WASHINGTON — Construction spending rose for the second time in three months in June as residential building increased, fresh evidence that the battered housing sector may be recovering.
The Commerce Department said Monday that construction spending increased by a seasonally adjusted annual rate of 0.3 percent in June, defying analysts' estimates of a 0.5 percent drop. May construction spending was revised up to a 0.8 percent decline, from 0.9 percent.
Still, June's $965.7 billion in spending was 10.2 percent below the year-ago level.
A 0.5 percent rise in residential construction, which had fallen 3.1 percent in May after rising 1.5 percent in April, drove last month's overall increase. Public construction spending jumped 1 percent, the department said, the biggest increase since March.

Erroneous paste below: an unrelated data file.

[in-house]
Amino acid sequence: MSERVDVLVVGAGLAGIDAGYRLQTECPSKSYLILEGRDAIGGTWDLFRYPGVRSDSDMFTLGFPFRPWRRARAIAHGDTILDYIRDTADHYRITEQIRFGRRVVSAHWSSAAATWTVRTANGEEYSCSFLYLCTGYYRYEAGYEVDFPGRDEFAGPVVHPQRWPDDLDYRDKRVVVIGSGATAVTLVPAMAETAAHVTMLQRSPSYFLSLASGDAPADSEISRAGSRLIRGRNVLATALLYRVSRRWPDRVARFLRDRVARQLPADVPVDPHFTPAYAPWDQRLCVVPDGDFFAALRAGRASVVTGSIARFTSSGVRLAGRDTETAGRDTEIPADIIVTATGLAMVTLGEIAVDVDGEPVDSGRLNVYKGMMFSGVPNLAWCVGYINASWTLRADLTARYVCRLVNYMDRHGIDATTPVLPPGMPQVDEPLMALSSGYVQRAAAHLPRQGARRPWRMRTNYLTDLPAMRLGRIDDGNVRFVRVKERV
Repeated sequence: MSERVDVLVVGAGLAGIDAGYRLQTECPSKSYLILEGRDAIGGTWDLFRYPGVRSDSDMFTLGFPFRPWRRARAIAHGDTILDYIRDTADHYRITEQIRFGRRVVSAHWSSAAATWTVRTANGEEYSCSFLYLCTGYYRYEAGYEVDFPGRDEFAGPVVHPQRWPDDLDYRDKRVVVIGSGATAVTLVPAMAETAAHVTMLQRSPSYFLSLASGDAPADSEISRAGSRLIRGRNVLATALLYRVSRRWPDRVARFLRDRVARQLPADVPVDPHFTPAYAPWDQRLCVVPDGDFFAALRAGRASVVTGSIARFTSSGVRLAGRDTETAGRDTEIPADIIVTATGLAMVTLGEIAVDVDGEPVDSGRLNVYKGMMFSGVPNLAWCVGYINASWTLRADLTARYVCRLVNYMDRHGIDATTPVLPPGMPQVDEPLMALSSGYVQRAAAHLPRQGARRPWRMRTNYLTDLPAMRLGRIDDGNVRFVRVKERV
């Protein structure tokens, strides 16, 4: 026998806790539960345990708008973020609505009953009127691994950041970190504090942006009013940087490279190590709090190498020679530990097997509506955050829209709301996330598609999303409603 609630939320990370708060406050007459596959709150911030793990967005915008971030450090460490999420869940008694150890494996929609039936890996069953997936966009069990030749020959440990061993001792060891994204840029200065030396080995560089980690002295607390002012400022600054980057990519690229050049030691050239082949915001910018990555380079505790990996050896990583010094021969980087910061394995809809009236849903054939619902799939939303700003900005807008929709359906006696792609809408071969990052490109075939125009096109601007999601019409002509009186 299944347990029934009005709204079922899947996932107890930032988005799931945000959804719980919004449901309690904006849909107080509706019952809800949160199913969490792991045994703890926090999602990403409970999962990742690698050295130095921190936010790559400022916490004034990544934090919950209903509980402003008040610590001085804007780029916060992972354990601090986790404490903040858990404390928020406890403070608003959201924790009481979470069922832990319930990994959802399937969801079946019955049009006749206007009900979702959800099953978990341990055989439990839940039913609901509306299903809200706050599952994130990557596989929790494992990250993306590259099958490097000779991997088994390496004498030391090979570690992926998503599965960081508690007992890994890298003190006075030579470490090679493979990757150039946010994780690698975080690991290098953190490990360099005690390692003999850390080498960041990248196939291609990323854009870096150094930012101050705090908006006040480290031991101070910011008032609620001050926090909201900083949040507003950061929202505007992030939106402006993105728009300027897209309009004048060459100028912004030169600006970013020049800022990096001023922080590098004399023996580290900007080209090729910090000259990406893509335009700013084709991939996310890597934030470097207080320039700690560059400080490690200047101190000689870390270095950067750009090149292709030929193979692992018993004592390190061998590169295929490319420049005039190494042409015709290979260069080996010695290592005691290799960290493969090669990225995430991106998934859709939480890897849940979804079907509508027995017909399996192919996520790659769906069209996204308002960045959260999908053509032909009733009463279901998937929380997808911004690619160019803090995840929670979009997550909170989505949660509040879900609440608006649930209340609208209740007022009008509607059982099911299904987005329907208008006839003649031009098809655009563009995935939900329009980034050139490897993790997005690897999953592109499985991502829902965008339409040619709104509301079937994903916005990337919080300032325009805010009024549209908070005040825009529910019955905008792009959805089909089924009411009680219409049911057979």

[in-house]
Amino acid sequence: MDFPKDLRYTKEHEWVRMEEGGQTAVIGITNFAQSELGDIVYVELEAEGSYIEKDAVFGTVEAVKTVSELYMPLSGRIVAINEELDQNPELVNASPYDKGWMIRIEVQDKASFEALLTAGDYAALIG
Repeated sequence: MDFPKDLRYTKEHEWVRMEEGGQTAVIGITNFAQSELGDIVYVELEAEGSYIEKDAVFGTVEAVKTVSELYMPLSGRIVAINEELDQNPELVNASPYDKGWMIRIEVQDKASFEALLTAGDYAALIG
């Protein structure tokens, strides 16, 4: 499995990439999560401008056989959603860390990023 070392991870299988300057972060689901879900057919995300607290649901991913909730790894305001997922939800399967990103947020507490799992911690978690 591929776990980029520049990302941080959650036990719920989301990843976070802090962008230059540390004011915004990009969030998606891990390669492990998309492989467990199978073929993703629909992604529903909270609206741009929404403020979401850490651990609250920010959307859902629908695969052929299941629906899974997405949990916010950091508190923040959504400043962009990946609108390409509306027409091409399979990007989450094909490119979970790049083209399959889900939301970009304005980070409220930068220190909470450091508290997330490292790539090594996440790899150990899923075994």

Federal government construction spending increased 1.9 percent, the most since December 2008, after falling 0.3 percent in May and plummeting 6.1 percent in April.
The data follow reports from last month that new and existing home sales each rose in June, and new home construction also increased.
Construction spending was hammered by the housing and financial crises that plunged the economy into the longest recession since World War II.
Overall, the economy shrank at a 1 percent rate in the April-June quarter, the department said last week, a sharp improvement from the 6.4 percent contraction in the first quarter and a 5.4 percent decline in the fourth quarter of 2008. The gross domestic product, the broadest measure of the nation's output, has contracted for four consecutive quarters.